As fear spread through the major trading floors last week, investors in gambling stocks showed that they aren’t willing to gamble.
Wynn Resorts Ltd. (WYNN) reported a profit for the third quarter that ended on Sept. 30, albeit a smaller profit than what was reported a year earlier, yet the company’s share price was pummeled, falling $7.50 in one day.
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WMS Industries (WMS), one of the industry’s largest makers of gaming machines, reported a profit that topped the comparable quarter of 2008 by seven cents, yet investors reacted negatively to the company’s share price.
Scientific Games Corp. (SGMS), the nation’s largest producer of lottery instant tickets, saw its share price drop more than 20 percent in just one day of trading after reporting earnings of $0.24 per share. This was down from last year’s $0.32 per share.
And Bally Technologies Inc. (BYI) reported its quarterly profit increased to $0.53 per share from last year’s $0.52 per share, yet its share price couldn’t stay above $40 where it had traded all week.
One of the few bright spots, although it reported a major loss for the third fiscal quarter, was Las Vegas Sands Corp. (LVS).
LVS posted a loss of $123 million or $0.19 per share compared to last year’s loss of $32.2 million or $0.09 per share. The company said the loss was exacerbated by increased income tax expense.
But, saving LVS investors was the announcement that the Hong Kong Stock Exchange had approved its initial public offering (IPO). And on Monday, documents surfaced indicating the company would seek $2.5 billion in its IPO.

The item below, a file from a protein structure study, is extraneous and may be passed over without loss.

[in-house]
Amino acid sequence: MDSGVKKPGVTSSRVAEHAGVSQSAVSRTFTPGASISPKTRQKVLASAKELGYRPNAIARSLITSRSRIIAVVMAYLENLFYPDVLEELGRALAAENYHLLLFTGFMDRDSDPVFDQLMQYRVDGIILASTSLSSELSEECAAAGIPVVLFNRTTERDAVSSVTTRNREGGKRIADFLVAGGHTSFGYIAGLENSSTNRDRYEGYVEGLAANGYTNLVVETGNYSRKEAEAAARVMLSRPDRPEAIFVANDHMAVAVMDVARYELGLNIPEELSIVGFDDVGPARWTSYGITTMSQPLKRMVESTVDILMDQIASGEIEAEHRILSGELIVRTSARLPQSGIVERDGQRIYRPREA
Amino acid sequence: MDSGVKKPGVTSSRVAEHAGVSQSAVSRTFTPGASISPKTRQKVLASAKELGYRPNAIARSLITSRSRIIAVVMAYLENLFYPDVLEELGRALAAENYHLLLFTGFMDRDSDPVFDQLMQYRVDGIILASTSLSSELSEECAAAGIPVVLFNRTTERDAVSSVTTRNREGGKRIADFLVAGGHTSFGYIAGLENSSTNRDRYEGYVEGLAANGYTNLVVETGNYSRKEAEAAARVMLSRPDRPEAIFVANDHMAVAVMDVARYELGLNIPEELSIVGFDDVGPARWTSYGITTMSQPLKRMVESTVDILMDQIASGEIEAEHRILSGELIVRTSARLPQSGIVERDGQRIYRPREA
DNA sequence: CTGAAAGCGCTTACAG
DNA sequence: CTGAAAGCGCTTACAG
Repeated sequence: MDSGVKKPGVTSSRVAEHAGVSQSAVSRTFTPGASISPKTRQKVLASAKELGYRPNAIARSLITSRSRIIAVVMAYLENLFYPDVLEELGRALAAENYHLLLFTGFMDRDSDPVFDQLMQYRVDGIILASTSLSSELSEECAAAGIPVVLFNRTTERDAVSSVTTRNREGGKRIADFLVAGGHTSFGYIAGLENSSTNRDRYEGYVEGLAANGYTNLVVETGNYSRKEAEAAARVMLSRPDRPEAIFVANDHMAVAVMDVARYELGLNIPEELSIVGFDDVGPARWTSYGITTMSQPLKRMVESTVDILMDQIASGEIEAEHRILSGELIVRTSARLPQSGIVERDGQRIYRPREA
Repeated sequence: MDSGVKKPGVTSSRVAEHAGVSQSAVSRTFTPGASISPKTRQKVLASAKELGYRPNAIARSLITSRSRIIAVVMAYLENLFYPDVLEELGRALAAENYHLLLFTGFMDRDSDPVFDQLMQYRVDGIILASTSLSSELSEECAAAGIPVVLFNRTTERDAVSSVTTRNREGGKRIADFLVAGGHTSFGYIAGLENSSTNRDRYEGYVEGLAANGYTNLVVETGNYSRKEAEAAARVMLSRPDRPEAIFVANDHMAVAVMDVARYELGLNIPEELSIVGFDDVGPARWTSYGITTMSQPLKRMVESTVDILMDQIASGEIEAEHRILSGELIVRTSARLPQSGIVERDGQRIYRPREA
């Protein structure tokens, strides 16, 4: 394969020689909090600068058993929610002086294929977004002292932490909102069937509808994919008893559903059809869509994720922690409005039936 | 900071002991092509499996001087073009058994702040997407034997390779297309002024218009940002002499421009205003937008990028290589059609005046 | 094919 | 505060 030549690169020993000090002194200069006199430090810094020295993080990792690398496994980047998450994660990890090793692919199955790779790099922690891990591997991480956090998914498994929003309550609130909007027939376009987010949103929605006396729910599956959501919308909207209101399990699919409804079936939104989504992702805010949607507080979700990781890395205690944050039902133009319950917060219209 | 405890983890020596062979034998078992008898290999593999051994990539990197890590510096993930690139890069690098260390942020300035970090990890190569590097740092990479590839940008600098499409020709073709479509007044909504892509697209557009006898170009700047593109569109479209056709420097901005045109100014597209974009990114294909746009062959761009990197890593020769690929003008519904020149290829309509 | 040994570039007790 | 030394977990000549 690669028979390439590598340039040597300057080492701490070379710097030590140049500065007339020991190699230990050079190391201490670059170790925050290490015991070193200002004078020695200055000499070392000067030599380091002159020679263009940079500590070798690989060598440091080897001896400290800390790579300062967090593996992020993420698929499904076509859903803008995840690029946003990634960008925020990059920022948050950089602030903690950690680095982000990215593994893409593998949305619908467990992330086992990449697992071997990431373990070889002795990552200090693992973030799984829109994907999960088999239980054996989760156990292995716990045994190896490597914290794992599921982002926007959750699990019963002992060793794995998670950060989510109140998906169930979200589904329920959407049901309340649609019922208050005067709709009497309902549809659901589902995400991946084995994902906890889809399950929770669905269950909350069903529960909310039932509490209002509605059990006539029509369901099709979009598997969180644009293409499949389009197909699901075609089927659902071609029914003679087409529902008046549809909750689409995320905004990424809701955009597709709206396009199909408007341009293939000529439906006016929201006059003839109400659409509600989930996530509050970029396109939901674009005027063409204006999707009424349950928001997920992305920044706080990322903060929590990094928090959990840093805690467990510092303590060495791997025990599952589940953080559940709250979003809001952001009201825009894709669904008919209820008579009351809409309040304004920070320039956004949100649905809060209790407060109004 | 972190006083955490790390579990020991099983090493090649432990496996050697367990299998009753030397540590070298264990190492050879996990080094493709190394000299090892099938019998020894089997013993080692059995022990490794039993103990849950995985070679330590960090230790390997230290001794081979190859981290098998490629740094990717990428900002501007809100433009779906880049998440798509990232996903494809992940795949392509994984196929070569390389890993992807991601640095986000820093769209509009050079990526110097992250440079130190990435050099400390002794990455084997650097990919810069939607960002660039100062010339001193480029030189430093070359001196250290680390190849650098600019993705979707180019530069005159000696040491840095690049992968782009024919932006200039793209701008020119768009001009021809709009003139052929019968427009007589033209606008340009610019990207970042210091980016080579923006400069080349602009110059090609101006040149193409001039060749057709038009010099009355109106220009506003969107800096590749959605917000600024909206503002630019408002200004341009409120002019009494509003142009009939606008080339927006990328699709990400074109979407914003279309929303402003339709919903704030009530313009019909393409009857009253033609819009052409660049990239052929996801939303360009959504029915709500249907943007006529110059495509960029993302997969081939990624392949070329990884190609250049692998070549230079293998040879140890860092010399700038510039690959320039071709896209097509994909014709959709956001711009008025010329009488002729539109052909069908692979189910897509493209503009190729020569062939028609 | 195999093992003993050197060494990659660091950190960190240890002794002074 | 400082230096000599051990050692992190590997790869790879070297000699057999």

The company said that its banking advisors – Goldman Sachs, Citigroup and UBS – would begin a "road show" on Nov. 9 to gauge interest in the IPO. The hope for the company is to begin trading on the Hong Kong exchange by the end of November.
Also feeling the wrath of investors last week was Boyd Gaming Corp. (BYD) that reported a drop in income for the third quarter from last year’s $0.10 per share to $0.07 per share.
During its presentation, Boyd announced that it would not do anything with its shell-construction of Echelon on the Las Vegas Strip for from three to five years. However, the company still hoped to use the funds to acquire some or all of the "locals" casinos operated by bankrupt Station Casinos Inc.
Although no longer publicly traded, Harrah’s Entertainment Inc. reported that its loss during the third quarter was $1.6 billion, which included a write-down of assets of $1.33 billion.
Question? Comment? E-mail me at: Ray Poirier